The COVID-19 pandemic has shaken the Canadian health system beyond what we could have imagined.
As Canadian operating rooms begin to catch up on the backlog caused by the pandemic, my colleagues and I need to provide the best surgical care possible in an efficient manner. We need to enhance recovery and minimize hospital time. We need to re-evaluate the physical infrastructures of operating rooms. All the while, we are preparing for the possibility of future waves of the virus.
None of this can be done without better data and tracking.
To ensure Canadians receive high-quality surgical care, we need accurate, accessible and comparable data to measure and track performance consistently across the country. This could be data on wait times to determine where there is greatest need or on post-operative infections to determine how to reduce risk.
A significant barrier to having this data at our fingertips is the coding systems used to document the procedures and services delivered to patients. Each province has its own unique set of codes. And each is speaking a different language, preventing meaningful comparisons between provinces and territories to identify gaps and opportunities.
In addition, these coding systems were developed decades ago, are often confusing and are infrequently updated. As we recently saw in Ontario with new codes for virtual care, they are not amenable to innovations and best practices. Therefore, they don’t always accurately reflect a physician’s actual work.
Our coding systems encompass everything from routine check-ups to specialist appointments to complex medical procedures. This impacts quality improvement for surgeries as well as preventative health and non-hospital physician services.
Although Canada has invested in and modernized our health system, and we take great pride in that, we do not have data in a form that we can use to understand and improve performance.
As a surgeon dedicated to improving quality and outcomes, I urge policy-makers and health system leaders to embrace this moment of rapid change. As our health system rapidly evolves in this pandemic, let’s also re-consider how we code medical services to derive better and more valuable data.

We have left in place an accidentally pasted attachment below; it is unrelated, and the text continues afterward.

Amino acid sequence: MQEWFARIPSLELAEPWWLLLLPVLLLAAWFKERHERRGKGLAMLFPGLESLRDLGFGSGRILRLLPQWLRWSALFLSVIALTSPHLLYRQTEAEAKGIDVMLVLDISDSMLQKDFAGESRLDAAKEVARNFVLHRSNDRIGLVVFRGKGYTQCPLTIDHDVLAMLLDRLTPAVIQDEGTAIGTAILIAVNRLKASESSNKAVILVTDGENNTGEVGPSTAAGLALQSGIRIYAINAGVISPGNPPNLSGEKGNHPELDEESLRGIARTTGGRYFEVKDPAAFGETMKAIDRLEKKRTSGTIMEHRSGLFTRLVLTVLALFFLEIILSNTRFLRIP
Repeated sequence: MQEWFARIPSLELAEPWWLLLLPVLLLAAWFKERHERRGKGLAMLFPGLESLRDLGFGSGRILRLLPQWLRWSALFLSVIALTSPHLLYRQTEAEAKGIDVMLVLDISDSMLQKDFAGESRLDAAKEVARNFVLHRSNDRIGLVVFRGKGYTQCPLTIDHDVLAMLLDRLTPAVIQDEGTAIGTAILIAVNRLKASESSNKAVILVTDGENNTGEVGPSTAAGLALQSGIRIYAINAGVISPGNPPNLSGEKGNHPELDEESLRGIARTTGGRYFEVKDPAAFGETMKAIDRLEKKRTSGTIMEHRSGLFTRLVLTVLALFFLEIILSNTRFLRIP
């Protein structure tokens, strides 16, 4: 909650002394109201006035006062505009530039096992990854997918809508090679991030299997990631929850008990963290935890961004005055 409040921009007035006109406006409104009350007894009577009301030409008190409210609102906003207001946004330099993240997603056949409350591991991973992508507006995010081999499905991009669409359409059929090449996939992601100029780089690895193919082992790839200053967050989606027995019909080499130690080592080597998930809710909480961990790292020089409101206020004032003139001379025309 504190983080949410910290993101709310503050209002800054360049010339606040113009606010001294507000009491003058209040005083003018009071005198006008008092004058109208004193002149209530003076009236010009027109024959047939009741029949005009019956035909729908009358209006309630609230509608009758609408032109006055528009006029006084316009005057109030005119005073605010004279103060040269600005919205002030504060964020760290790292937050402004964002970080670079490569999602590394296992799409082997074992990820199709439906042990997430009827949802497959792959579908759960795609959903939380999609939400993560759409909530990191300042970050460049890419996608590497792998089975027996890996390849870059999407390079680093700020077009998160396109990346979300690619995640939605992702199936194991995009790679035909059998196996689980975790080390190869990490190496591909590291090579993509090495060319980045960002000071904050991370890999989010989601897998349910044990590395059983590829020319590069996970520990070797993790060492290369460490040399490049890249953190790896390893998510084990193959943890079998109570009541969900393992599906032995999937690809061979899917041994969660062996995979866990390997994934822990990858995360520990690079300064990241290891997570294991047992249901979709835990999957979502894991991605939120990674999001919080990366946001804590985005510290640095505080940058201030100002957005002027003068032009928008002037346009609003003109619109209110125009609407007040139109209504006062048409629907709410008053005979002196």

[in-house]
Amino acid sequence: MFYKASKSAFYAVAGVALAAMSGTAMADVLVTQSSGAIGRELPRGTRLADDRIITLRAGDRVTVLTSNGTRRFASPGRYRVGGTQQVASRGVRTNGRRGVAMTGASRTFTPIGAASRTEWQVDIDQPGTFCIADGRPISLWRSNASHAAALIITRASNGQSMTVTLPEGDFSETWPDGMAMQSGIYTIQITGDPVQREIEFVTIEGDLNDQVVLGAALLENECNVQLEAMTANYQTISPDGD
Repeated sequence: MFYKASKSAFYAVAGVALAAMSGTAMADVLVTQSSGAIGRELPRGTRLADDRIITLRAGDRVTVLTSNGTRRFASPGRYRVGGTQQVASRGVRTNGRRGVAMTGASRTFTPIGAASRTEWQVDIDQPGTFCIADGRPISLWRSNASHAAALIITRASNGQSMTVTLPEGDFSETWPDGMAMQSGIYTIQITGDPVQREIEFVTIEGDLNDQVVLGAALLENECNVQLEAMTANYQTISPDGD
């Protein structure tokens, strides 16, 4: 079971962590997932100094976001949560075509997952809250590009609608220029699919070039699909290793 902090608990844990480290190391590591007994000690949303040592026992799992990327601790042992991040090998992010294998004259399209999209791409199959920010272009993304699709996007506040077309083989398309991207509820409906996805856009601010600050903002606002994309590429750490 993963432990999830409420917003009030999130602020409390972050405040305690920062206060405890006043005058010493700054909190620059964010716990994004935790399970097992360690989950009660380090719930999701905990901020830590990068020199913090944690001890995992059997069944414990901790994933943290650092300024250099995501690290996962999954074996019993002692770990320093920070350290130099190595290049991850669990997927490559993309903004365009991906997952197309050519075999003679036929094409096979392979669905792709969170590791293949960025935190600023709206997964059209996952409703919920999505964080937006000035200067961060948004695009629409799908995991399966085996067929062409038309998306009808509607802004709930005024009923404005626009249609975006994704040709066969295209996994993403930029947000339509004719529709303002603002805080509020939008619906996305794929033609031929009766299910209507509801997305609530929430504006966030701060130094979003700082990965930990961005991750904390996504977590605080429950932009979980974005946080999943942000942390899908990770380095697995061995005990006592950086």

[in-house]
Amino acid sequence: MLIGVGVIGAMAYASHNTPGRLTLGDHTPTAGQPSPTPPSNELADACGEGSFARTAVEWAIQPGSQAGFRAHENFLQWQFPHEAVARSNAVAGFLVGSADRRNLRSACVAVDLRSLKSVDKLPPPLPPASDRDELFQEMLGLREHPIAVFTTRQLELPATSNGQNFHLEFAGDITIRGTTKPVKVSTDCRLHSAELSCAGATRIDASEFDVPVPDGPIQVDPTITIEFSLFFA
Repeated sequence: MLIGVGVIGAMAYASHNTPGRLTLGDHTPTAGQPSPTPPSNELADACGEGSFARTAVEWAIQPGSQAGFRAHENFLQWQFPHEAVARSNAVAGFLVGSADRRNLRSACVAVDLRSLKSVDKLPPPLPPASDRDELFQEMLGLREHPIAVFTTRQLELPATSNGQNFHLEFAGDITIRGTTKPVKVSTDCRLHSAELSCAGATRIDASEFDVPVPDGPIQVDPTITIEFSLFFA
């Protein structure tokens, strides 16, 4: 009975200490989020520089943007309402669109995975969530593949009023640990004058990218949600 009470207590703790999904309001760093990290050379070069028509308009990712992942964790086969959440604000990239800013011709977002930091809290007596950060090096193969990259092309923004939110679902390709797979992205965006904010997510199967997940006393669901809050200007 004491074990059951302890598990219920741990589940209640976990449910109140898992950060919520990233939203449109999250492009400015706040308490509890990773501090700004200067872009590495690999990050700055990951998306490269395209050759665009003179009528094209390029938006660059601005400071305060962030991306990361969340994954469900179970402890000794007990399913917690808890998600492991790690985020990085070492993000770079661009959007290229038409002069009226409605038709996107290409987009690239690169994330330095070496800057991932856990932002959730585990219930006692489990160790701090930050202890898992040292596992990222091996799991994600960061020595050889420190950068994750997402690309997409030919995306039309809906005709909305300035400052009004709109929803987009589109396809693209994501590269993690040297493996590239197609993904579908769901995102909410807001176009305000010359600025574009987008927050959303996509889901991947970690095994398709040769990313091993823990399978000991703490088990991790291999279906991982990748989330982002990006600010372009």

An example is the American Medical Association’s Current Procedural Terminology (CPT) language that we’ve started using at University Health Network through the National Surgical Quality Improvement Program (NSQIP). It offers a uniform language for coding medical services and procedures to streamline reporting, increase efficiency and enhance accuracy.
The development and management of CPT codes is a rigorous, transparent and open process led by a panel of clinical experts, ensuring clinically valid codes are issued, updated and maintained on a regular basis to accurately reflect innovation in medicine.
We need this level of rigour, consistency and agility in Canada. It will allow better tracking and comparability so we can improve surgical care and all other forms of physician care by providing a pan-Canadian view of health service performance.
Once we know what is working and where we are falling short, we can facilitate scaling and standardization of best practices. An NSQIP study in Alberta demonstrated that having access to valid and reliable data using CPT terminology has a positive effect on quality improvement, with significant impacts both clinically and economically.
With enhanced data, we will have an improved and more cost-effective system, and be better prepared for shocks like what we are experiencing with COVID-19. We can match surgical resources to demand and allocate resources appropriately.
During this moment of rapid change in how care is delivered in Canada, let’s use every tool in our toolbox. Now is the time for the provinces and territories to work together toward a standardized and modernized coding system.